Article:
|abstract||The next decade will see the release of very large bodies of digital broadcast archives in parallel with the generation of new tools that allow richer use of media on the web. These developments will have consequences for any field of contemporary history, but are of particular significance for the environmental field. Framings of environmental change issues have typically been narrow and static, and have reinforced a policy field around these issues often unable to address the complexity and uncertainty of long term questions. Archive and web developments could combine to allow for more imaginative future responses to environmental change issues. However without a self-critical and open consideration of the 'digital ideologies' embedded in the tools and practices that mediating institutions develop for users' work with these enormous bodies of cultural content, there is a danger that the narrow and unproductive repertoire of environmental framings that is currently dominant will become further reinforced. This proposal responds directly to this urgent challenge. The project focuses on the archive of environmental programming collected by the BBC since the mid 1950s. Using a sample of programmes drawn from the archive it will critically examine their potential as resource for the making and debating of environmental histories in the context of imagining and planning for environmental futures. It builds on principles of co-production and social learning, and aims to support more plural and dynamic accounts of environmental change. Informed by a pilot study, which selected annotated and cleared limited use rights for approaching 100 programmes, amounting to 50 hours of programming, this study addresses the following question: How can digital broadcast archives inform environmental history and support public understanding of environmental change? This is broken down into four sub-questions: 1. In what ways does engagement with digital broadcast archives serve to revise and pluralise accounts of environmental history and politics? 2. What uses and expectations do publics have of digital broadcast archives, and how will they impact upon the way they engage with and act on environmental change issues? 3. What technical and cultural challenges and opportunities are presented to institutions that will be expected to have responsibility for, or will work with, online environmental digital archives (schools; universities; museums; media organisations)? 4. How can deeper knowledge of the production of past and present environmental understandings support more plural and dynamic imaginings of environmental futures? These research questions will be explored by means of three overlapping pieces of work. Firstly, a history of broadcast media and environmental change, drawing on the broadcasts, interviews with makers and presenters, and working with scripts, paper archives and sources. Secondly, a series of focus groups with a sample group in order to explore the practices and expectations of archive users; and thirdly, a series of working group meetings and interviews with professionals and institutional representatives working with digital broadcast archives. A series of outputs are designed to meet popular, policy and academic audience needs. A monograph, Earth in Vision, is offered as a media-rich and freely available e-book that revises contemporary environmental history with reference to the archive, and opens up a more plural and dynamic sense of possible environmental futures. It will include 25,000 words of linear text, but will also offer reader-chosen routes through the material, drawing on script content, programme descriptions, source materials and reviews. In addition to academic journal articles, a resource-rich public facing website, podcasts and a pop-up exhibition, we will draft a report for professional and policy audiences advising on digital broadcast archive planning.|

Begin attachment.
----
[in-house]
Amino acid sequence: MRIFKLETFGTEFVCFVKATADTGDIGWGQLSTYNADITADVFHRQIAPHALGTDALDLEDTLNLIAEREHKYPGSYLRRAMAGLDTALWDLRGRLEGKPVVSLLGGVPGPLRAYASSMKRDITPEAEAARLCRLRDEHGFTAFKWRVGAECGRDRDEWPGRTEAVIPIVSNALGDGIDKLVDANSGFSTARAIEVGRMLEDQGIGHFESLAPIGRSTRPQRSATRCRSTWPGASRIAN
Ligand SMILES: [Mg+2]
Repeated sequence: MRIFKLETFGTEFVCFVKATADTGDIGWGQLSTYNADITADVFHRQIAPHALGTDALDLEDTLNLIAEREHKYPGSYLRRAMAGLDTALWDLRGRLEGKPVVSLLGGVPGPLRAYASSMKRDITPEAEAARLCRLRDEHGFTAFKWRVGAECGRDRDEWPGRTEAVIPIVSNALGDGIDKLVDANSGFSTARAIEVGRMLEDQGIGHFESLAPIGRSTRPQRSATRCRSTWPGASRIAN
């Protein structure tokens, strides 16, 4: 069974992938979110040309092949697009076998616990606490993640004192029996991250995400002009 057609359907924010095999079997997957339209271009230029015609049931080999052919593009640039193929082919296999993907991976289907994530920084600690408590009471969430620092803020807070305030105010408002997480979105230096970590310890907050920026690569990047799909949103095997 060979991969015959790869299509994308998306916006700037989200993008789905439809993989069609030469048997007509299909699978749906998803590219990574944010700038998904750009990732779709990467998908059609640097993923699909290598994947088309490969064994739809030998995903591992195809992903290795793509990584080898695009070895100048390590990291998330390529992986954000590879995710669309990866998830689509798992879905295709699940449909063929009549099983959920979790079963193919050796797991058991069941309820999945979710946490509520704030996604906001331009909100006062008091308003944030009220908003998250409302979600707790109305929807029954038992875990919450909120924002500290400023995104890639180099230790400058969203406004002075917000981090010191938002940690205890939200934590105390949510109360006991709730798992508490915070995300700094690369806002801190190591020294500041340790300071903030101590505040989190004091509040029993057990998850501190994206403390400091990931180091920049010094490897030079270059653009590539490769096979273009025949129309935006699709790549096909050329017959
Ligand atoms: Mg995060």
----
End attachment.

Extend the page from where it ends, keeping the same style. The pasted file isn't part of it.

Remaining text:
|Label||Earth in vision: BBC coverage of environmental change 1960 - 2010|
|Title||Earth in vision: BBC coverage of environmental change 1960 - 2010|